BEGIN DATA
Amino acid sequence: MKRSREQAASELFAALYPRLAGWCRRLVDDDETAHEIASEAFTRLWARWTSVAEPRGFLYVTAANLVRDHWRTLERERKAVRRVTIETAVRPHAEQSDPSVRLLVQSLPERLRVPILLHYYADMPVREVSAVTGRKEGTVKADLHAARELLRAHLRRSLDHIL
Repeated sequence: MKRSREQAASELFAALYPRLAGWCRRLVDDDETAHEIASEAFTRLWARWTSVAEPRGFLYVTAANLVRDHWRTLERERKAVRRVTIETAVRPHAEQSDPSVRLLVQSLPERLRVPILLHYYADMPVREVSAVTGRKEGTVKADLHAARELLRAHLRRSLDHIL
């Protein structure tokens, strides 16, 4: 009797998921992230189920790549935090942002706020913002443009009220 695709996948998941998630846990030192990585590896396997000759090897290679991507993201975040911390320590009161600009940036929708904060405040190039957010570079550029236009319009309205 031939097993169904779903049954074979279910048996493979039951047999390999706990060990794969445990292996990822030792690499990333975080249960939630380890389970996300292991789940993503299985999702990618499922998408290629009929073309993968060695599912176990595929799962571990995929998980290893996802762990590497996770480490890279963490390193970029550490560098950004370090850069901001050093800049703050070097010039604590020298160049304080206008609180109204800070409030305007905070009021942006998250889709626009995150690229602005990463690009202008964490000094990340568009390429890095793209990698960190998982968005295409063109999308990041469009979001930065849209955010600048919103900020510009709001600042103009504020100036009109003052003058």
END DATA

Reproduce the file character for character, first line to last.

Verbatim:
Amino acid sequence: MKRSREQAASELFAALYPRLAGWCRRLVDDDETAHEIASEAFTRLWARWTSVAEPRGFLYVTAANLVRDHWRTLERERKAVRRVTIETAVRPHAEQSDPSVRLLVQSLPERLRVPILLHYYADMPVREVSAVTGRKEGTVKADLHAARELLRAHLRRSLDHIL
Repeated sequence: MKRSREQAASELFAALYPRLAGWCRRLVDDDETAHEIASEAFTRLWARWTSVAEPRGFLYVTAANLVRDHWRTLERERKAVRRVTIETAVRPHAEQSDPSVRLLVQSLPERLRVPILLHYYADMPVREVSAVTGRKEGTVKADLHAARELLRAHLRRSLDHIL
């Protein structure tokens, strides 16, 4: 009797998921992230189920790549935090942002706020913002443009009220 695709996948998941998630846990030192990585590896396997000759090897290679991507993201975040911390320590009161600009940036929708904060405040190039957010570079550029236009319009309205 031939097993169904779903049954074979279910048996493979039951047999390999706990060990794969445990292996990822030792690499990333975080249960939630380890389970996300292991789940993503299985999702990618499922998408290629009929073309993968060695599912176990595929799962571990995929998980290893996802762990590497996770480490890279963490390193970029550490560098950004370090850069901001050093800049703050070097010039604590020298160049304080206008609180109204800070409030305007905070009021942006998250889709626009995150690229602005990463690009202008964490000094990340568009390429890095793209990698960190998982968005295409063109999308990041469009979001930065849209955010600048919103900020510009709001600042103009504020100036009109003052003058």